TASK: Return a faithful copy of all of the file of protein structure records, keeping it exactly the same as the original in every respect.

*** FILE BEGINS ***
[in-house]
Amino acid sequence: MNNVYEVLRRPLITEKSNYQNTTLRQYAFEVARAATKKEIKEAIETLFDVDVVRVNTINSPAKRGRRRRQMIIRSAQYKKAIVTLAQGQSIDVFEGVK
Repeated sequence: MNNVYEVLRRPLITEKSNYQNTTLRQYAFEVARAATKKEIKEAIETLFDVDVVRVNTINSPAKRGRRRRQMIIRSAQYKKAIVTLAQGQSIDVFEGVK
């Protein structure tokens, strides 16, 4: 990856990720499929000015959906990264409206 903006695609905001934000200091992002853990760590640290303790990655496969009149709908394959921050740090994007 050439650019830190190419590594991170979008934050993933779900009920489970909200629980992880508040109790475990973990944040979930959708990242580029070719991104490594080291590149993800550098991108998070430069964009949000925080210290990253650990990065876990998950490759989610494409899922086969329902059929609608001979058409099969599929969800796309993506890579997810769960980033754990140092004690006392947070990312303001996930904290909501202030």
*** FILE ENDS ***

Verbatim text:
[in-house]
Amino acid sequence: MNNVYEVLRRPLITEKSNYQNTTLRQYAFEVARAATKKEIKEAIETLFDVDVVRVNTINSPAKRGRRRRQMIIRSAQYKKAIVTLAQGQSIDVFEGVK
Repeated sequence: MNNVYEVLRRPLITEKSNYQNTTLRQYAFEVARAATKKEIKEAIETLFDVDVVRVNTINSPAKRGRRRRQMIIRSAQYKKAIVTLAQGQSIDVFEGVK
């Protein structure tokens, strides 16, 4: 990856990720499929000015959906990264409206 903006695609905001934000200091992002853990760590640290303790990655496969009149709908394959921050740090994007 050439650019830190190419590594991170979008934050993933779900009920489970909200629980992880508040109790475990973990944040979930959708990242580029070719991104490594080291590149993800550098991108998070430069964009949000925080210290990253650990990065876990998950490759989610494409899922086969329902059929609608001979058409099969599929969800796309993506890579997810769960980033754990140092004690006392947070990312303001996930904290909501202030």